This scanning electron microscope image shows how red blood cells coagulate to form a blood clot. (Credit: James Weaver, Harvard’s Wyss Institute)
Any medical device implanted in the body or in contact with flowing blood faces two critical challenges: blood clotting and bacterial infection. Now, a team of scientists at the Wyss Institute for Biologically Inspired Engineering at Harvard, Boston, say they have developed a new surface coating for medical devices using FDA-approved materials that not only repelled blood from more than 20 medically relevant substrates the team tested, but also suppressed biofilm formation. The team’s implanted medical-grade tubing and catheters coated with the material prevented blood from clotting for at least eight hours without the use of blood thinners, such as heparin. This super-repellent coating can be adhered to existing, approved medical devices, they say.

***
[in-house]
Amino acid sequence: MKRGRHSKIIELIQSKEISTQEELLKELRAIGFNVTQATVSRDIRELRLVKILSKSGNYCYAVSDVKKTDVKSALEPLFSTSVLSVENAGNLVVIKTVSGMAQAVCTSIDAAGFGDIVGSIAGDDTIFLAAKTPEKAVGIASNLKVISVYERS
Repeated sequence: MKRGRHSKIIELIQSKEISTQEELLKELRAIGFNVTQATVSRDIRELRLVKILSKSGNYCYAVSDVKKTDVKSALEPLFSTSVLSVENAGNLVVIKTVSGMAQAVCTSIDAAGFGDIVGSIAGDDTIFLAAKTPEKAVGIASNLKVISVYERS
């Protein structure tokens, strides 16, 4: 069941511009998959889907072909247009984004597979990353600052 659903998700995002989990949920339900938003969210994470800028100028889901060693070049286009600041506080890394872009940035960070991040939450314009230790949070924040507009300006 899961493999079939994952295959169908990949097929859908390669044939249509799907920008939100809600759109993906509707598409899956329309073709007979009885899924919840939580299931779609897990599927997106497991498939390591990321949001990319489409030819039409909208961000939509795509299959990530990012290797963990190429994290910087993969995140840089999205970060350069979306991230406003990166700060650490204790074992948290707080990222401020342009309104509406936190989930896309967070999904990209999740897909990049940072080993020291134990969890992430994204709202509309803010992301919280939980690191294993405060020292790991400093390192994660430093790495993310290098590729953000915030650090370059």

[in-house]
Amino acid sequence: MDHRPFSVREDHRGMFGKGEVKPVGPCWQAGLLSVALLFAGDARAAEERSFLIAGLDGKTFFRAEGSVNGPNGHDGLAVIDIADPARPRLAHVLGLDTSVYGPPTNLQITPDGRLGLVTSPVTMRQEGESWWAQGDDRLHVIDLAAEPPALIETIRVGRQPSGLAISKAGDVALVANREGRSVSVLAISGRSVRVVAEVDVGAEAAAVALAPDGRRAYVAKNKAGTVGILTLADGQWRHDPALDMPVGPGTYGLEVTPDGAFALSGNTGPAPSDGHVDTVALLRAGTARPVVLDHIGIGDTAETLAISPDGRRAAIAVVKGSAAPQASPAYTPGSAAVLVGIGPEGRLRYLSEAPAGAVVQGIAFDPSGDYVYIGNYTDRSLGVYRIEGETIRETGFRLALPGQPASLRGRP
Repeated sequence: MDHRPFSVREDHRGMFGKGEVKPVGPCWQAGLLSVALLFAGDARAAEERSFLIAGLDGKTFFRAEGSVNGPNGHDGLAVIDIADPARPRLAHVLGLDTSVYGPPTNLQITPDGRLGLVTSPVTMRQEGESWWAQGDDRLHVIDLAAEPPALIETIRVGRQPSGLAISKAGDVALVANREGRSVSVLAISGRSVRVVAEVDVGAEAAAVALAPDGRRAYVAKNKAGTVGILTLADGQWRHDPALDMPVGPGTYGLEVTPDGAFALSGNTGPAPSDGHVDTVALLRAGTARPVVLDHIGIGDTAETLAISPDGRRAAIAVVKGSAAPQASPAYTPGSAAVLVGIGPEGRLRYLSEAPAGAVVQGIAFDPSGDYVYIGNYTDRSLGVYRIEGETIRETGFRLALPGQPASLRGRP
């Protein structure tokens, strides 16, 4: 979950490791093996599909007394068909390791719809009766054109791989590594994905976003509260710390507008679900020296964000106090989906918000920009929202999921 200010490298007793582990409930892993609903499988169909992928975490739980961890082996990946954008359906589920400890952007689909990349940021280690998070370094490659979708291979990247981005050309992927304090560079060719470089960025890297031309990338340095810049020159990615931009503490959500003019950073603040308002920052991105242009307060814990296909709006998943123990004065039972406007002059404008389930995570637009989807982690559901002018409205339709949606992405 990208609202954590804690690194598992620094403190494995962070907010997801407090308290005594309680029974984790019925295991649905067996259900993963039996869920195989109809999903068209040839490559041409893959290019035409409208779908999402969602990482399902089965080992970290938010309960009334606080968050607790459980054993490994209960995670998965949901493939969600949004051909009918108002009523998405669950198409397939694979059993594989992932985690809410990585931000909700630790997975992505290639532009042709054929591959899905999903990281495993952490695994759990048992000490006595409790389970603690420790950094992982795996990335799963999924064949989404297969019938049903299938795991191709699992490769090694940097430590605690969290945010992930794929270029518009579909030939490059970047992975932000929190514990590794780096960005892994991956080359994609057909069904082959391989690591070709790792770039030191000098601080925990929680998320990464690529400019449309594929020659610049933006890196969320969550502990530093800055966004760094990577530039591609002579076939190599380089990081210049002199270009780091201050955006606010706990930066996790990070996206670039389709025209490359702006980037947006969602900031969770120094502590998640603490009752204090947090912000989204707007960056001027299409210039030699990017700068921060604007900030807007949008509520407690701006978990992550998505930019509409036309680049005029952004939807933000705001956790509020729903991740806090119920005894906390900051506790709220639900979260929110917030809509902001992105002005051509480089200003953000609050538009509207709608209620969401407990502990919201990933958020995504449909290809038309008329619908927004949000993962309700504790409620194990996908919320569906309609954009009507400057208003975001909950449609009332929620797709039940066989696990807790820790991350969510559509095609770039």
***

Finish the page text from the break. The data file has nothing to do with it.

The idea for the coating evolved from Slippery Liquid–Infused Porous Surfaces (SLIPS), a pioneering surface technology developed at Harvard. Inspired by the carnivorous pitcher plant, SLIPS repels nearly any material it contacts. The liquid layer on the surface provides a barrier to everything from ice to crude oil and blood.

For more information, visit www.medicaldesignbriefs.com/component/content/article/1104-mdb/news/20851.

Medical Design Briefs Magazine

This article first appeared in the December, 2014 issue of Medical Design Briefs Magazine.

Read more articles from this issue here.

Read more articles from the archives here.